Sea purslane can be lightly boiled for a few seconds to remove some of its saltiness, but that taste of the sea is really its charm, so it’s best eaten raw. Pick the leaves off the stalks and wash well to remove any sand or grit.
Use the leaves as a garnish in a summery salad or with cooked veg, throw into summery stews at the last minute for a salty seasoning, or make a vegan pesto style dressing for greens, carrots, potatoes or pasta by blitzing a handful with a clove or two of garlic, a tablespoon of pine nuts (optional), adding olive oil to thin the mix, lemon juice and black pepper to taste. Try with fried fish fillets or lamb steaks - melt a knob of butter, add 1-2 tbsp chopped purslane (or a few whole leaves), a squeeze of lemon juice and a grinding of black pepper. Pour over the fish or lamb to serve.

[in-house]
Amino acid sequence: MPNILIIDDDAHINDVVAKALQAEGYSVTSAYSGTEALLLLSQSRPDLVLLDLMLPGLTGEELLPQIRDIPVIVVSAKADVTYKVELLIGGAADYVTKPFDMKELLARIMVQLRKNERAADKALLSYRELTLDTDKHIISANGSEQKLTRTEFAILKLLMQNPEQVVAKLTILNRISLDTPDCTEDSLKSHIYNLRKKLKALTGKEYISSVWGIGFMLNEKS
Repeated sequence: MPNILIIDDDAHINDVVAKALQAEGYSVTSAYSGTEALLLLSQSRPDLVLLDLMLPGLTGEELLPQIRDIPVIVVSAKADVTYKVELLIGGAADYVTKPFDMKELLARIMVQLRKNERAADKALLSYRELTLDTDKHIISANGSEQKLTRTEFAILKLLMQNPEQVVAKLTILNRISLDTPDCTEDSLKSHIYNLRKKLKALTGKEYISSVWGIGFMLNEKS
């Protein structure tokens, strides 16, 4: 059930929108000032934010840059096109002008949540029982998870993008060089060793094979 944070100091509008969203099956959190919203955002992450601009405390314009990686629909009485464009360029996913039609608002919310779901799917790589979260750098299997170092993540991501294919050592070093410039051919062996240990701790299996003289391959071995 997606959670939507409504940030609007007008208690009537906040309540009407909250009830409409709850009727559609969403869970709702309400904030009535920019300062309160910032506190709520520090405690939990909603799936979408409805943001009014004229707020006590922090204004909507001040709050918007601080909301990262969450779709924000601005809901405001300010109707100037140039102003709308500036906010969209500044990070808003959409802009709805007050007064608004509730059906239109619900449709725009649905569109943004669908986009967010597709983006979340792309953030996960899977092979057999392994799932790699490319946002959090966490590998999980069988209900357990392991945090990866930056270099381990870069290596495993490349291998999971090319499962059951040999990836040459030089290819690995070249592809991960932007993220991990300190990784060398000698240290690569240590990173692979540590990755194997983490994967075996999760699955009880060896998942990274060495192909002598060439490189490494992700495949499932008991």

Country of origin
Produced in the United Kingdom.
Our sea purslane comes from Great Orcheton Farm in South Devon, where we also harvest marsh samphire. It grows in low-lying fields along the edge of the Erme estuary, which were flooded when a 200 year-old sea wall broke. This created a rich wildlife habitat whose tidal nature also gave just the right conditions for samphire and sea purslane to grow in.